Tag Archives: Women’s Day Special

I am curvy and I know it: The diary of a fat girl

Written by: Angana Sen Gupta

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Source: Google

“Bhaiya next parathe main thora ghee zyada dalna. Aaj kal aap bade kanjusi kar rahe ho.”

Yes, that’s me fighting for that extra spoon of ghee like every other day and also witnessing those curious stares all filled with one simple question: Are you kidding me woman?

The reason being very simple. I am a 24-year-old, over weight girl, who is least concerned about her scales, rather is more concerned about her taste buds and do not like to deprive them from the simple joy of life which is food.

Since childhood, I have been this fat little chubby girl who would roam around talking to every other person she met.  As time passed, thanks to my father’s genes, not only was I broad and fat, to add on to it I became really tall. Hence, now is a ‘gigantic’ figure.

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Source: Google

I have never been very concerned about my figure but thanks to our society, more than me they show all kinds of concern. My parents were always asked: “Is she suffering from thyroid?” “Have you tried consulting a dietician for her?” “Does she only eat and do no physical exercise?” “Why don’t you try making her a bit concerned about her figure?” “She is a girl, who will marry her if she remains fat like this?” etc. and the list never ended. Obviously, my parents did get affected and they tried everything possible to make me thin. But unfortunately, all their efforts went into the drains.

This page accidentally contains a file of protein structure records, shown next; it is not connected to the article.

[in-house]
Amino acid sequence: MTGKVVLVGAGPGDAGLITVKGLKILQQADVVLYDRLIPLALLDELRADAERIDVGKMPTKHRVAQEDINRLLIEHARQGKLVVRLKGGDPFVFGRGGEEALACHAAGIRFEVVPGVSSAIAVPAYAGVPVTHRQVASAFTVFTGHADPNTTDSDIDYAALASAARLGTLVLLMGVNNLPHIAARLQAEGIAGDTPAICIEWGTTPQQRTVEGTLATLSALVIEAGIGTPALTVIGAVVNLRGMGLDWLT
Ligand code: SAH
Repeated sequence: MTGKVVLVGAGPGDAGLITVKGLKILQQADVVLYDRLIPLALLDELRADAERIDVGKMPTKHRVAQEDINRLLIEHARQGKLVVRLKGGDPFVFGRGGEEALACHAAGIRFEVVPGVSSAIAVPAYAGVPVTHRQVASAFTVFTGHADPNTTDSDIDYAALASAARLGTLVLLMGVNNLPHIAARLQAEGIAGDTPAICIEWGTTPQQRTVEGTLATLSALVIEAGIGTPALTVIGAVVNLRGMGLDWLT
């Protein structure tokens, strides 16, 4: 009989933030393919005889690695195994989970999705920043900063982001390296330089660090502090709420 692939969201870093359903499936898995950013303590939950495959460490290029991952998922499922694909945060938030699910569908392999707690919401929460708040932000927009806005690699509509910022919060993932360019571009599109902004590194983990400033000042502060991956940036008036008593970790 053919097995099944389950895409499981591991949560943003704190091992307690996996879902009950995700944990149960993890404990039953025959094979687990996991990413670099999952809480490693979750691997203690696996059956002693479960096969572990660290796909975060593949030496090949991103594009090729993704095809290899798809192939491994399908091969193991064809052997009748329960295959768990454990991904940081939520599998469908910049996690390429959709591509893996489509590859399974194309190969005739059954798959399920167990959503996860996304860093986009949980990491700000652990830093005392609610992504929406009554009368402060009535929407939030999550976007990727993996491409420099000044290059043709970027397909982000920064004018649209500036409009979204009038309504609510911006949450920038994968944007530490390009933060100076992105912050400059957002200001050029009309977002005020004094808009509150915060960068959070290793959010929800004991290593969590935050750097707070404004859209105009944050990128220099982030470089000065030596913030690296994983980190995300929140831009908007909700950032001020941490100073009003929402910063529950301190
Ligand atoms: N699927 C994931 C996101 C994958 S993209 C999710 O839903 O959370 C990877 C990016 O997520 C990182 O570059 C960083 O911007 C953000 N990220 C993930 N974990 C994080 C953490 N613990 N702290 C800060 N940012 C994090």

Not only this. Every fat person has experienced certain things in life, from shopping to travelling. For example, when you go out shopping, your size availability becomes a headache because you don’t have the perfect hourglass figure according to the societal norms. Travelling in a public transport? From the time you take the bus till the time you get down, those eyes constantly look at you and think is she sitting on two seats and paying for one. In fact, if your luck is really bad then an auto driver may even reject you or ask you to sit exactly in the middle so that the auto does not topple down.